I hate to always make things about money. We all know that woodworking isn’t cheap and I’m not going to harp about it on this particular blog post. Many woodworkers will tell you that money isn’t really the issue but I completely disagree. When the Sawstop Legislation was being debated on all of the forums, I made the statement: If money isn’t an issue, the Sawstop proposal is probably a viable idea, if money is an issue, you won’t like it. The results were split down the middle, with roughly half of the people saying that money was the issue, and that was a lot of people, in the hundreds. So yeah, I think that a sizeable portion of woodworkers care about money. But money in this particular project wasn’t really the issue for me, though time was. I spent several weekends making a tool chest. I’ve said before that I don’t like shop projects all that much. Weekends are precious to me, I don’t get too many free ones. I’m of the mindset that there are certain things you should make, and certain things you should just purchase, tool chests and workbenches for example. Certain woodworkers prefer to spend much of their shop time outfitting their workspace with things like tool chests, workbenches, and a myriad of other shop made woodworking gadgets and work stations. That’s fine if that’s what you enjoy, but I would rather be making furniture, not tool storage. Nevertheless, I did find myself doing a little more work on the chest on Sunday afternoon.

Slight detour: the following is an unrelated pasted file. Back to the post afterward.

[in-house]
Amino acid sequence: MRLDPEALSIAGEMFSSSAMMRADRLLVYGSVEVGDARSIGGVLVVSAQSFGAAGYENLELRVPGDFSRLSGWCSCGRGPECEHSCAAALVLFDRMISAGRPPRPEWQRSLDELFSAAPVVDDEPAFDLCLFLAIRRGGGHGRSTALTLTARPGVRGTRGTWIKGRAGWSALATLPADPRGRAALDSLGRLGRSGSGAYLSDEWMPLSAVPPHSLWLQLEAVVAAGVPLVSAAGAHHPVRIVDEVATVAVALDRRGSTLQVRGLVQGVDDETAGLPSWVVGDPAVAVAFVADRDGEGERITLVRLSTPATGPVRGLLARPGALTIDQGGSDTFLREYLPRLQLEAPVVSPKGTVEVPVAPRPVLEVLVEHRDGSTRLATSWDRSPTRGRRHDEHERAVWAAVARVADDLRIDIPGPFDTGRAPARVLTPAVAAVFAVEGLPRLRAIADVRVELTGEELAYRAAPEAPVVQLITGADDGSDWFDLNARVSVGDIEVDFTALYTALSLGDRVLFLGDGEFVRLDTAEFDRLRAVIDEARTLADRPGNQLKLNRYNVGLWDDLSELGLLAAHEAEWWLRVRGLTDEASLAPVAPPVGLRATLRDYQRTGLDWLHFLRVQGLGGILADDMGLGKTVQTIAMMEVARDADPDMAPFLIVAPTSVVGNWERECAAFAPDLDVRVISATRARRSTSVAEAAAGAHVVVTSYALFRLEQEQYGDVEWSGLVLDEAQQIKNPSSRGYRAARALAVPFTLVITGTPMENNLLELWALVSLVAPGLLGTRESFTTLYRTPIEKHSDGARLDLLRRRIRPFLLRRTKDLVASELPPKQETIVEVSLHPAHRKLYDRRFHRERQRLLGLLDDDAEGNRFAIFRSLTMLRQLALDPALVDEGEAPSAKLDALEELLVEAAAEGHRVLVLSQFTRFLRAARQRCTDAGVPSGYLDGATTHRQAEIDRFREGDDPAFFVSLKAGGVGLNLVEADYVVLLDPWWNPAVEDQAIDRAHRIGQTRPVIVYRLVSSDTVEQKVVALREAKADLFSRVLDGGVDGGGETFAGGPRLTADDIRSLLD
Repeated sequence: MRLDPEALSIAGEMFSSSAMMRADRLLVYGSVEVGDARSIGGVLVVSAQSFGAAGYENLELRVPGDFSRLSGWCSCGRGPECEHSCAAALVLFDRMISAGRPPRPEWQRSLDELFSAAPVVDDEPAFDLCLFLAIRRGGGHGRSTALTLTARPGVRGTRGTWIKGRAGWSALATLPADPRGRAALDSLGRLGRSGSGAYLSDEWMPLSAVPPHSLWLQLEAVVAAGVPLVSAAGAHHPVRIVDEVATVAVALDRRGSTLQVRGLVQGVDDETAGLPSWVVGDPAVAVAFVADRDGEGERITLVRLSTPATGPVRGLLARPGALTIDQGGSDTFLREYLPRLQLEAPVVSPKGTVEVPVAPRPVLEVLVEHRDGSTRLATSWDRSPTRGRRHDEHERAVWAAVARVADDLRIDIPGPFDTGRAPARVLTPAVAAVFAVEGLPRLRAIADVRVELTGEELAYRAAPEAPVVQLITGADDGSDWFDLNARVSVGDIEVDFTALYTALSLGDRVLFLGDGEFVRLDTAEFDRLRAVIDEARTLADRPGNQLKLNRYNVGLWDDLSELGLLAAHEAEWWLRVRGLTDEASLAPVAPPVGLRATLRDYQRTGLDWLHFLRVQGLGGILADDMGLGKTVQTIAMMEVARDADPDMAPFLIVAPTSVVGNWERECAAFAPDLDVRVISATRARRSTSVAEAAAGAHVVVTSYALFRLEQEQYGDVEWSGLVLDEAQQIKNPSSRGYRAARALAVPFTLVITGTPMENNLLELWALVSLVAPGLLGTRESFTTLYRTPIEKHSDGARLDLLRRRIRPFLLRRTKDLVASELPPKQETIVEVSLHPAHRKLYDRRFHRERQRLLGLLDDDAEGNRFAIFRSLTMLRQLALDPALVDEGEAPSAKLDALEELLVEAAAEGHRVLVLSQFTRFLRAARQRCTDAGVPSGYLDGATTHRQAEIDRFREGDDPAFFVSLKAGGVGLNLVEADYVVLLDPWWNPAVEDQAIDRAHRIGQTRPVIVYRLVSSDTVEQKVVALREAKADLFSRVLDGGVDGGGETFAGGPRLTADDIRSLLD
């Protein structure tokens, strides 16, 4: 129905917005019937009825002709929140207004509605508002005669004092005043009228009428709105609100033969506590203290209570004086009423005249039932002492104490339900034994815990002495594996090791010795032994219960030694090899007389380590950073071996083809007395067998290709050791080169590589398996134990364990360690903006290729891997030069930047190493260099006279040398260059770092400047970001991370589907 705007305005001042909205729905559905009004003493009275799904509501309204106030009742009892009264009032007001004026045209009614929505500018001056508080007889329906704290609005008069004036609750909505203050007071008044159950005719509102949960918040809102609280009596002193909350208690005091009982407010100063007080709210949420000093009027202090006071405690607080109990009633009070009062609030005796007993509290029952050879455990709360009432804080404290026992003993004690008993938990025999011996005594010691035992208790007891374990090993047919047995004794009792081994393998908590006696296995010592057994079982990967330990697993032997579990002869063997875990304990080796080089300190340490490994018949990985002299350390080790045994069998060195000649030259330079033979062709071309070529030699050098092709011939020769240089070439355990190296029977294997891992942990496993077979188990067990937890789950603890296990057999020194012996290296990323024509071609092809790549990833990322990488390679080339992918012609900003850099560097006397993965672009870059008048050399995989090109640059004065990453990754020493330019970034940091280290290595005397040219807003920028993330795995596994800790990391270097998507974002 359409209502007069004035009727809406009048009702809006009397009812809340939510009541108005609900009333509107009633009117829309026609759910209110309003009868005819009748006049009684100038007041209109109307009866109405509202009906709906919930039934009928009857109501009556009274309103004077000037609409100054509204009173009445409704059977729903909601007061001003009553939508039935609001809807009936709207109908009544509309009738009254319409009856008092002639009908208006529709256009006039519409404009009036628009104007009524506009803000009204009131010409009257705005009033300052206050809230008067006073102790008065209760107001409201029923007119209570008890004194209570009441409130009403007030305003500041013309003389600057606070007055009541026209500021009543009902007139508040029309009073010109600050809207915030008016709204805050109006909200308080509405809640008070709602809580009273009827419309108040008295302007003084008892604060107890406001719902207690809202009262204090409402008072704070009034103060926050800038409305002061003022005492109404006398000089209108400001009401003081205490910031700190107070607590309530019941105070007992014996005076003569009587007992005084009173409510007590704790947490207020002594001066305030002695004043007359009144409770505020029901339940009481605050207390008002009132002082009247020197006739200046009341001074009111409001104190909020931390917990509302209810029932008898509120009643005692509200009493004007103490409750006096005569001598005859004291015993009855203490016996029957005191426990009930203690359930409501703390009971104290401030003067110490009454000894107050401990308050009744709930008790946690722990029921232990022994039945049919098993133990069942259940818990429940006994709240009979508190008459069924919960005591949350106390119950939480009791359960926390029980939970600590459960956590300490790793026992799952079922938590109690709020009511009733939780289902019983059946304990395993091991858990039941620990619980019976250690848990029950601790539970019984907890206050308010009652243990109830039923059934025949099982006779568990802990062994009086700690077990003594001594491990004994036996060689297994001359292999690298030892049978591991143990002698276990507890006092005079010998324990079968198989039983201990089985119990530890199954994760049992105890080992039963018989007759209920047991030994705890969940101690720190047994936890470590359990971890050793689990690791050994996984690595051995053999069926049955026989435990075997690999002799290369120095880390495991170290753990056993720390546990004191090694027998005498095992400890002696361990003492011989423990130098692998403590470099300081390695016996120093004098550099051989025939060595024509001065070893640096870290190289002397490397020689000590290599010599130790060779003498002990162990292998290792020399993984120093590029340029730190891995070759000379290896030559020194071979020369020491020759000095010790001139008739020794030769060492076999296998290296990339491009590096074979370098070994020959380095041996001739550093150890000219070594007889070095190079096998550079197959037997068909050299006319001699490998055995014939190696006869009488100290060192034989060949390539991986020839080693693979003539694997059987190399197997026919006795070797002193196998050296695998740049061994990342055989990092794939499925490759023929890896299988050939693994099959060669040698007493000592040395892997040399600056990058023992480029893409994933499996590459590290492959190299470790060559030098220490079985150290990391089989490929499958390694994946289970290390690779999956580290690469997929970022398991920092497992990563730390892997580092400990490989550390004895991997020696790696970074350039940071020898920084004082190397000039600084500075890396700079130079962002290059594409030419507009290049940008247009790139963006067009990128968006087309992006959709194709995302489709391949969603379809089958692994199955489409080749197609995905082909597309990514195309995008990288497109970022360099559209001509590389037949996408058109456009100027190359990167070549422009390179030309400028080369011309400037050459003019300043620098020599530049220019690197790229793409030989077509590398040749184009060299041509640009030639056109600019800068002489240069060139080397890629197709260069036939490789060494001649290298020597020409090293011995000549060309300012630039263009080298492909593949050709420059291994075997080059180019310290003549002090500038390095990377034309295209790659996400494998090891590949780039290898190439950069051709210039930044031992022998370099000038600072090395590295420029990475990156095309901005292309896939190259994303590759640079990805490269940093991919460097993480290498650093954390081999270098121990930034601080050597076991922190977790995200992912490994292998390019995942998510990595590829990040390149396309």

It was again sweltering hot in my garage and outside on Sunday, but I decided to tough it out and add battens to the front panel, which I hope will help keep it from warping. I used a piece of Pine that I had set aside, ripping the pieces to width on the table saw and also crosscutting them, along with beveled ends. I gave the pieces a good sanding, used the smooth plane to clean the edges and face, and chamfered the sides with a block plane. I attached them to the panel with screws. I then took a few measurements and transferred them to the middle shelf of the chest so I could saw out the notches to allow the battens to fit inside the chest when the panel was on. I used a marking gauge to set the depth and sawed a kerf down each side. To remove the waste in the middle I used my router. I’ll be honest again and say that I don’t like routers; they are loud, messy, and can sometimes be difficult to use. I try to use a router only as a last resort. They are one of the few tools that I would not recommend, though I know there are some woodworkers who swear by them and do very nice work with them. Still, it did a nice job of cleaning out the notches and they are perfectly smooth at the bottom, which would have been very difficult to accomplish on plywood with a chisel, no matter how sharp.